air pollution targets

Zak Bond, Policy Officer at the British Lung Foundation, explores why the government must commit to stronger air pollution targets to protect our lungs as we recover from COVID-19

Fine particulate matter (known as PM2.5) is the most dangerous type of air pollution for human health. It is made up of small particles and, because of its size, these particles can burrow deep into your lungs and around your body. In fact, scientific research shows that these particles can affect almost every organ of the body. Along with the gas NO2, PM2.5 is the main air pollution problem we face in the UK.

This pollution has a major impact on the quality of life for people with a lung condition such as asthma or COPD. A spike in air pollution levels can lead to symptoms getting worse, flare-ups and even the risk of hospitalisation. Yet the legal limits for PM2.5 currently set out in the UK are twice as high those recommended by the international experts at the World Health Organization (WHO).

In a recent interview, Dr Maria Neria, Director in Public Health and the Environment at the WHO, said these recommended limits should be considered a baseline for “leaders who want to get serious about air pollution.” It is clear that the government should take heed of this statement from the WHO and commit in legislation to meeting at least WHO guideline levels for PM2.5 by 2030 at the latest.

The Environment Bill is the key opportunity for them to make this commitment, yet progress towards meeting these guidelines has been slow so far. The government have said that they will use the Bill to set a new target for PM2.5. However, as drafted the Bill allows them to wait until 2022 to do this and doesn’t say what level the target should be set at This isn’t good enough. The people who are living a poorer quality of life because of the pollution in our villages, towns and cities cannot afford to wait until 2022 to see actionable change from our government.

The Environment Bill allows the government to legislate for WHO standards now and commit to achieving these by 2030, at the latest. Yet instead of taking this opportunity, it looks like the Government won’t return the Bill to parliamentary scrutiny until September. With sections of the Bill needing to be enacted by the end of the year, it is alarming that the government might try to rush the legislation through in autumn, without taking the time to implement the necessary changes we need to see to tackle air pollution now.

People recovering from COVID-19 need this commitment from government

There has never been a more crucial time to tackle air pollution in the UK. As the government continues to tackle the COVID-19 pandemic, it is important to note that an emerging body of research from academics across the world has shown a possible relationship between higher levels of air pollution and increased risk of dying from COVID- 19. Some of this research even suggests that coronavirus may be able to piggyback on the particulate matter as a route into the lungs. However, it must be said this is a very early-stage research and much of it has not yet been subject to rigorous peer review.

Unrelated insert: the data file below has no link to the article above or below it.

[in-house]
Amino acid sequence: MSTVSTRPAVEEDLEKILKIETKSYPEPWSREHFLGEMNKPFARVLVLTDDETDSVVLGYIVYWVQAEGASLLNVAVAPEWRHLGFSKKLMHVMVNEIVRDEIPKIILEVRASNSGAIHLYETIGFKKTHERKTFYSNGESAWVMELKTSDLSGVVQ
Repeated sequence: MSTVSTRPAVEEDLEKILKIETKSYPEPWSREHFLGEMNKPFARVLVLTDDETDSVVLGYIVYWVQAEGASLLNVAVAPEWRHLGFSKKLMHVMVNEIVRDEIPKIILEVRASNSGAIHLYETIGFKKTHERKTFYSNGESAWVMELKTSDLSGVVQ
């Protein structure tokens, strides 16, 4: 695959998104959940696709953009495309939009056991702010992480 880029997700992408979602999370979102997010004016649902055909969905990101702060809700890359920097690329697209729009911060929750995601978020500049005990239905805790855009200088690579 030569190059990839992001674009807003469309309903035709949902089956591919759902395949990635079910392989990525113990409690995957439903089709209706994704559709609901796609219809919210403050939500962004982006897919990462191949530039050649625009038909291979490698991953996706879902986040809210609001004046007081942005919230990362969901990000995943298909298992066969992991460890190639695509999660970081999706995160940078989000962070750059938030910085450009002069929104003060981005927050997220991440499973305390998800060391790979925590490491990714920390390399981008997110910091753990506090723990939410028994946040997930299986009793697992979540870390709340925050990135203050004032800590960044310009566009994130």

But while we may not yet know the extent of the links between COVID-19 and air pollution, the link between air pollution and lung health is well established and poses a public health crisis we simply cannot continue to ignore. From increased risk of an asthma attack to reduced lung function in children, it is clear our current levels of air pollution are unsustainable.

Many people whose lives are worst affected by air pollution – including some of those with COPD and asthma – are those who are also most at risk from COVID-19.  We also have developing evidence from Asthma UK and British Lung Foundation surveys of people recovering from COVID-19 which show that, of people who told us they were experiencing problems linked to coronavirus weeks after their recovery, 90% were still having difficulty breathing.

We must make sure that the people recovering from COVID-19 and managing other respiratory illnesses have clean air to breathe, both during and after the pandemic. As there is now emerging evidence which suggests that COVID-19 may leave some patients with long-lasting lung conditions, it is crucial that we see legislation now which will help pave the way for cleaner air in the UK. A PM2.5 target which is at least in line with the WHO guidelines would help embed action at national and local levels, and ensure that all parts of government are working towards tackling the problem of air pollution. We must then push these levels even lower – there is no safe level of PM2.5 exposure.

The Environment Bill is an opportunity to prioritise lung health

The pandemic has brought thoughts about lung health to the fore and we are all now acutely aware that we need to prioritise the health of our lungs.  We cannot now continue to live with the current levels of air pollution, which affect the lung health of everyone living in the UK. It is high time that we saw WHO limits met in every part of the UK. We have seen glimpses of what clean air could feel like as a result of lockdown – it is time this became normality.


Find out more about the BLF’s campaign for stronger clean air laws at


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